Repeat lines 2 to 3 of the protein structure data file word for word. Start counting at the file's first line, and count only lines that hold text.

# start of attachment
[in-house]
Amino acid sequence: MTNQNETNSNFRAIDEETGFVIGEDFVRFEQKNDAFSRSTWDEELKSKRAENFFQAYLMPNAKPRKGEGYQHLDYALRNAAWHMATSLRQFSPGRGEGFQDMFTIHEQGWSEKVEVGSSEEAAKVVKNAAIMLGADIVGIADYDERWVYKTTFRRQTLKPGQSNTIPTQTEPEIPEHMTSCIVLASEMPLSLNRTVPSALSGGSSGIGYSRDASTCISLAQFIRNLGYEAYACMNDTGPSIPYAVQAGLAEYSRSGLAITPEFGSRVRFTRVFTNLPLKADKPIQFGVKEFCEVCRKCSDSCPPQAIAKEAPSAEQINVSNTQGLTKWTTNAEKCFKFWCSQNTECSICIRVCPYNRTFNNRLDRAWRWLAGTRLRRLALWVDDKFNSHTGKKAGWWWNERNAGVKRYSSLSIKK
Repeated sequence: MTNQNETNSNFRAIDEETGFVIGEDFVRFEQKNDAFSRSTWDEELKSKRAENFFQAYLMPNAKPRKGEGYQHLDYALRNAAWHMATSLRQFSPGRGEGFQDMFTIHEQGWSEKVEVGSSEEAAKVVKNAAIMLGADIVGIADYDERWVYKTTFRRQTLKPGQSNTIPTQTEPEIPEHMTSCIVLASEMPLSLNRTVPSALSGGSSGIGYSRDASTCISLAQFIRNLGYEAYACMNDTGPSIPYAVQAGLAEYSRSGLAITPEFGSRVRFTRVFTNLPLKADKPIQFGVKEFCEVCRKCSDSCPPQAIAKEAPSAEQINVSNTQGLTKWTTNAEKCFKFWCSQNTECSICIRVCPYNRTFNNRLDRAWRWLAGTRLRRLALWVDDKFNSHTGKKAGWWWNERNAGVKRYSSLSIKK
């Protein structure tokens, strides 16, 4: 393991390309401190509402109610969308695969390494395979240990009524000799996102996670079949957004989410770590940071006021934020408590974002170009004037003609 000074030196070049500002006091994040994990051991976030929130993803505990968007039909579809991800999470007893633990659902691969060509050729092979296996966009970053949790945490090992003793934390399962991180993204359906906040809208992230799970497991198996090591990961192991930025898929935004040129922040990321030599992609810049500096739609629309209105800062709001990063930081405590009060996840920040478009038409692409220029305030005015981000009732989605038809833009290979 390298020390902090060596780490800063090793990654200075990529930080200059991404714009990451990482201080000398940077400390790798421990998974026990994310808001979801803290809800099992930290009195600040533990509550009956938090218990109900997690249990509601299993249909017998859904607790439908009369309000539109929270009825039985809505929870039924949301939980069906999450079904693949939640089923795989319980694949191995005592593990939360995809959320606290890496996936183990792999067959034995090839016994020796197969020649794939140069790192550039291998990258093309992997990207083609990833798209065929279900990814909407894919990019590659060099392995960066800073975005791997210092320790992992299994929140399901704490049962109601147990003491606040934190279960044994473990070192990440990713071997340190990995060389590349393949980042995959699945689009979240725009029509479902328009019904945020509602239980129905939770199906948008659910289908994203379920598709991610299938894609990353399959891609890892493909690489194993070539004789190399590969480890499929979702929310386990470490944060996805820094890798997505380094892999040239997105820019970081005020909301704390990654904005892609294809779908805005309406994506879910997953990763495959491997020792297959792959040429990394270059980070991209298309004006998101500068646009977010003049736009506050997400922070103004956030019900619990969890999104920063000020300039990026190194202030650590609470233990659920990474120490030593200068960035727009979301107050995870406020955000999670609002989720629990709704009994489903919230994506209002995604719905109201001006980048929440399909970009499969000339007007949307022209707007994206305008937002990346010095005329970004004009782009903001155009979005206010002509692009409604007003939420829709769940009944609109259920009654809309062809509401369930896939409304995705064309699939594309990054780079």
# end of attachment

Amino acid sequence: MTNQNETNSNFRAIDEETGFVIGEDFVRFEQKNDAFSRSTWDEELKSKRAENFFQAYLMPNAKPRKGEGYQHLDYALRNAAWHMATSLRQFSPGRGEGFQDMFTIHEQGWSEKVEVGSSEEAAKVVKNAAIMLGADIVGIADYDERWVYKTTFRRQTLKPGQSNTIPTQTEPEIPEHMTSCIVLASEMPLSLNRTVPSALSGGSSGIGYSRDASTCISLAQFIRNLGYEAYACMNDTGPSIPYAVQAGLAEYSRSGLAITPEFGSRVRFTRVFTNLPLKADKPIQFGVKEFCEVCRKCSDSCPPQAIAKEAPSAEQINVSNTQGLTKWTTNAEKCFKFWCSQNTECSICIRVCPYNRTFNNRLDRAWRWLAGTRLRRLALWVDDKFNSHTGKKAGWWWNERNAGVKRYSSLSIKK
Repeated sequence: MTNQNETNSNFRAIDEETGFVIGEDFVRFEQKNDAFSRSTWDEELKSKRAENFFQAYLMPNAKPRKGEGYQHLDYALRNAAWHMATSLRQFSPGRGEGFQDMFTIHEQGWSEKVEVGSSEEAAKVVKNAAIMLGADIVGIADYDERWVYKTTFRRQTLKPGQSNTIPTQTEPEIPEHMTSCIVLASEMPLSLNRTVPSALSGGSSGIGYSRDASTCISLAQFIRNLGYEAYACMNDTGPSIPYAVQAGLAEYSRSGLAITPEFGSRVRFTRVFTNLPLKADKPIQFGVKEFCEVCRKCSDSCPPQAIAKEAPSAEQINVSNTQGLTKWTTNAEKCFKFWCSQNTECSICIRVCPYNRTFNNRLDRAWRWLAGTRLRRLALWVDDKFNSHTGKKAGWWWNERNAGVKRYSSLSIKK